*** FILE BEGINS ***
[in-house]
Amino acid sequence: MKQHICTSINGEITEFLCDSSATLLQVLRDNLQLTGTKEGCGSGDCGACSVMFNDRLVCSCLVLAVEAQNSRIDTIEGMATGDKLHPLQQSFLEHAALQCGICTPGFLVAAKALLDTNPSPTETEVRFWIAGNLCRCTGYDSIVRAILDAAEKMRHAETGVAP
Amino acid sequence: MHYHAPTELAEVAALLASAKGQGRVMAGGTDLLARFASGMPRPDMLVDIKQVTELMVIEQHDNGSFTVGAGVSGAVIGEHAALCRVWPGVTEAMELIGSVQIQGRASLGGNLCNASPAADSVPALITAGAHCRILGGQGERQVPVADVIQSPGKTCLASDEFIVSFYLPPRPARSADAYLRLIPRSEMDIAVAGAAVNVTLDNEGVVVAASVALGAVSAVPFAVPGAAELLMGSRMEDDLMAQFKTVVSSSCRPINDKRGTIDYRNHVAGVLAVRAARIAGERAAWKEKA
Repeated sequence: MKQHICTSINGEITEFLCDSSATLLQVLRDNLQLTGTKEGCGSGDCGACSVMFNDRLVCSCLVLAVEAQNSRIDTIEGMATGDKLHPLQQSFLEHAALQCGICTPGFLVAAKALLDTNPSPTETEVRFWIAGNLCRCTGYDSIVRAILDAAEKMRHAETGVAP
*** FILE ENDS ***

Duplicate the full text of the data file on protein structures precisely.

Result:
[in-house]
Amino acid sequence: MKQHICTSINGEITEFLCDSSATLLQVLRDNLQLTGTKEGCGSGDCGACSVMFNDRLVCSCLVLAVEAQNSRIDTIEGMATGDKLHPLQQSFLEHAALQCGICTPGFLVAAKALLDTNPSPTETEVRFWIAGNLCRCTGYDSIVRAILDAAEKMRHAETGVAP
Amino acid sequence: MHYHAPTELAEVAALLASAKGQGRVMAGGTDLLARFASGMPRPDMLVDIKQVTELMVIEQHDNGSFTVGAGVSGAVIGEHAALCRVWPGVTEAMELIGSVQIQGRASLGGNLCNASPAADSVPALITAGAHCRILGGQGERQVPVADVIQSPGKTCLASDEFIVSFYLPPRPARSADAYLRLIPRSEMDIAVAGAAVNVTLDNEGVVVAASVALGAVSAVPFAVPGAAELLMGSRMEDDLMAQFKTVVSSSCRPINDKRGTIDYRNHVAGVLAVRAARIAGERAAWKEKA
Repeated sequence: MKQHICTSINGEITEFLCDSSATLLQVLRDNLQLTGTKEGCGSGDCGACSVMFNDRLVCSCLVLAVEAQNSRIDTIEGMATGDKLHPLQQSFLEHAALQCGICTPGFLVAAKALLDTNPSPTETEVRFWIAGNLCRCTGYDSIVRAILDAAEKMRHAETGVAP